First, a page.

Us Finnish people have a good excuse. It’s not so long ago we lived in the isolation of the forest, so it’s understandable if we’re yet to master textbook social skills, or we forget the little pleasantries that sweeten urban coexistence. Yet, I think we have a few national traits we can no longer get away with if we want to survive in this increasingly international and interactive world. I believe that these six quintessentially Finnish bad habits should be instantly banned and banished back into those forests (ok, no zebra crossings in the forest, but you get my point).
1. We’re mad about rules
Show me the Finn who crosses the road on a red light, even if there were no cars within a 10-mile radius. We always wear our seatbelts, put on our helmets, don’t smoke on communal balconies, don’t eat on the bus and don’t park outside other people’s gates.
We’re so virtuous…how could that possibly be annoying? Because it makes us into closet policemen! God have mercy on the person who cycles on the pavement or puts banana peels in the mixed waste container. Their mistake will be quickly pointed out to them, probably by the very next passer-by, and accompanied by the wagging finger. Stick to the rules or the wrath of the nation shall be upon you.
2. We moan because we can
Our life is, well, too easy. Despite tireless efforts by the conservative government to demolish it, we still have a welfare state that makes sure we rarely need to worry about things that really matter. We have a roof over our head, food on the table, no one is likely to point a gun at our family, and if we get sick, we can get well without breaking the bank.
Don’t get me wrong: I’m totally loving this. The downside is that it allows us to complain about the teeniest of things, and to do it with relentless passion. We can’t drink outside after 10pm because people complain about the noise. We moan about children shouting (or crying) in restaurants, about the neighbour’s unkempt garden that makes the entire block of flats look shabby, and the high pillows we had to suffer on our hotel mini-break. Shall we just stop?
3. We don’t buy rounds
When I moved to London as a student, I was astonished at how friendly everyone was. They bought me drinks all the time, and they didn’t seem to have a hidden agenda either. It took me months to realize that I was supposed to have bought drinks back at them. That the way things work is reciprocity. Back in Finland, I find myself on the other side, buying rounds of drinks and getting just a surprised thank you. Perhaps the trouble for us Finns, traditionally careful with our money, is that some nights you end up down on your cash. But hey, some nights you’ll be up, too. Generosity makes us all happy. Let’s give it a go!
4. We don’t ask questions
We’re not big on small talk, and I think I know why that is. Once upon a time in sales training, I was told to ask open questions. What, when, where, why. They keep the conversation going, and everyone, in the end, loves to talk about themselves. But us Finns, we don’t do questions, so the conversation ends. We don’t like to pry, we say. Maybe, just maybe, we shouldn’t think of it as prying, but rather as taking an interest in the person we’re talking to. Watch out, Kaurismäki, the new question-asking, small-talking Finn might just relegate your films to history!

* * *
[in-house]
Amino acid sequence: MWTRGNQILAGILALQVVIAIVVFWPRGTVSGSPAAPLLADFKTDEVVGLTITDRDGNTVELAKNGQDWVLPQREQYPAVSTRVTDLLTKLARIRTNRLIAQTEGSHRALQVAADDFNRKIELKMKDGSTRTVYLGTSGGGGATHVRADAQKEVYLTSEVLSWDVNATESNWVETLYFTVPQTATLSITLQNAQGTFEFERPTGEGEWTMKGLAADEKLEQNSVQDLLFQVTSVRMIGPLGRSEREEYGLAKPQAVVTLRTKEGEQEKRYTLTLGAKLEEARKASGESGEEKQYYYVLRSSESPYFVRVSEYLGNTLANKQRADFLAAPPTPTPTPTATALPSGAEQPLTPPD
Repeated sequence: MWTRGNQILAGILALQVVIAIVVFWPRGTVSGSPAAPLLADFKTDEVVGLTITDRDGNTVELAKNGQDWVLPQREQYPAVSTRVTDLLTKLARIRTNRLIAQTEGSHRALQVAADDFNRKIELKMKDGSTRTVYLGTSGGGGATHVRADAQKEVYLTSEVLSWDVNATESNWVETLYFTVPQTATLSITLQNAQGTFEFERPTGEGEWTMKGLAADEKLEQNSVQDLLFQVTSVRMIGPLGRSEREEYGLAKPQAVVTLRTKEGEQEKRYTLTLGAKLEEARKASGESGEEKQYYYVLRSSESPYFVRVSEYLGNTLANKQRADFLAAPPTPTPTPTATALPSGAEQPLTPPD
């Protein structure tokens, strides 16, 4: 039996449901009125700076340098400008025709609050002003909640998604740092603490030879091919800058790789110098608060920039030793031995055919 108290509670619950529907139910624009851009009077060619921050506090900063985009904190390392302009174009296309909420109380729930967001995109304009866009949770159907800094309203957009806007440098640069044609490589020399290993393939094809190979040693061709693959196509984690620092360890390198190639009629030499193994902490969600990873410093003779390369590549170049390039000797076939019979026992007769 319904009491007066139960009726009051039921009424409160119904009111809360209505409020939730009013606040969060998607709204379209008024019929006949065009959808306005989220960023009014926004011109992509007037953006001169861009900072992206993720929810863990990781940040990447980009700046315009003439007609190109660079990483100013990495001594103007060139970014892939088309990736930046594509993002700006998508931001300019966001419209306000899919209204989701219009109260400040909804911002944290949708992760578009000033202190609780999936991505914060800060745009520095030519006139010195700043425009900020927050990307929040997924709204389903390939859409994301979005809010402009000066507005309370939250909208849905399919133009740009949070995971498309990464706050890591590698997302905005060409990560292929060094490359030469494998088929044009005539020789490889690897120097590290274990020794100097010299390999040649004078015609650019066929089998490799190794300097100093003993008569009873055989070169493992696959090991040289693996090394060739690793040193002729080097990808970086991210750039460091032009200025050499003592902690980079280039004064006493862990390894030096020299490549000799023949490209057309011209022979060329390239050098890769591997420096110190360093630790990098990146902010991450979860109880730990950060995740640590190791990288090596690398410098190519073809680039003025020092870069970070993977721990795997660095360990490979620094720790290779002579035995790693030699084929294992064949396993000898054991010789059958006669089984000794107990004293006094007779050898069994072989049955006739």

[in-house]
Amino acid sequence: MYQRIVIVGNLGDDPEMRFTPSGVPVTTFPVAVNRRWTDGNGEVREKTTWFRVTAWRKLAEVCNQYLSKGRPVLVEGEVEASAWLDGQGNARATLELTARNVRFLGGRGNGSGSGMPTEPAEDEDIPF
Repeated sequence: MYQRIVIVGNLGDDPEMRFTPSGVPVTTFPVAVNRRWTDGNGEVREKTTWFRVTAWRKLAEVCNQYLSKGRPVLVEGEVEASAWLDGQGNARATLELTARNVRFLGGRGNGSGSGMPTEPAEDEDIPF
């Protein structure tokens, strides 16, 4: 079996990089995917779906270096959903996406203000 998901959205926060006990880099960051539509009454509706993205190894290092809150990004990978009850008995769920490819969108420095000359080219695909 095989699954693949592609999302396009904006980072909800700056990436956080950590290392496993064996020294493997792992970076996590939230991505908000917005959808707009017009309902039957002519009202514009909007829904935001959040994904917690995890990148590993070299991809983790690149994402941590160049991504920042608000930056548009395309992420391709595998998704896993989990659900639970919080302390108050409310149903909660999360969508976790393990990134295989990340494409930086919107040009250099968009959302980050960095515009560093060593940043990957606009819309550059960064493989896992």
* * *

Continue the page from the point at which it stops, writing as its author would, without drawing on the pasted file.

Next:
5. We don’t stop at zebra crossings
Rules. Yes, we’re good at them, apart from this one. Zebra crossings are for zebras, not for cars to stop, and we have no zebras in Finland anyway. So what’s the point? When us Finns get in our cars, we become powerful. We’re no longer those pitiful creatures who have to respect authorities. Screw zebra crossings, screw pedestrians! We don’t stop for them because we’re stronger than them. According to official statistics, 31 pedestrians were involved in an accident on a zebra crossing last year. While this might not sound like much, we have to keep in mind that this is a fair share of Finland’s minute population! It’s about time we changed or our cars were burned in a big forest bonfire.
6. We let our dogs poo in the snow
When climate change doesn’t mess with our winters, they are simply beautiful. The glistening white blanket of snow helps us survive the darkest December days without descending into madness, but it also helps us sneakily hide our dog poo. Snow isn’t some magical powder that makes turds disappear, so in spring,
they appear again in all their stinking glory. I think I have just demonstrated habit number 2… you clearly can’t take Finland out of the Finnish girl!
In my dreams, the new Finns are admirable global citizens who obey rules when they matter and display flexibility when they don’t. They complain when life really treats them badly, but keep in mind how much better off they really are than, say, the Syrians they now take pride in welcoming into their huge, sparsely populated country.
The new Finns aren’t so worried about counting pennies and getting as much as they give, because what matters is that we share when we have something to share. In order to get to know someone new, or to cheer up a friend, they ask a simple question about how things are, and then follow it up with some whats, whens and whys. They let children cross the road safely, and to stop anyone moaning about first world problems, they pick up their dog poo in tiny little paper bags. It’s a beautiful future.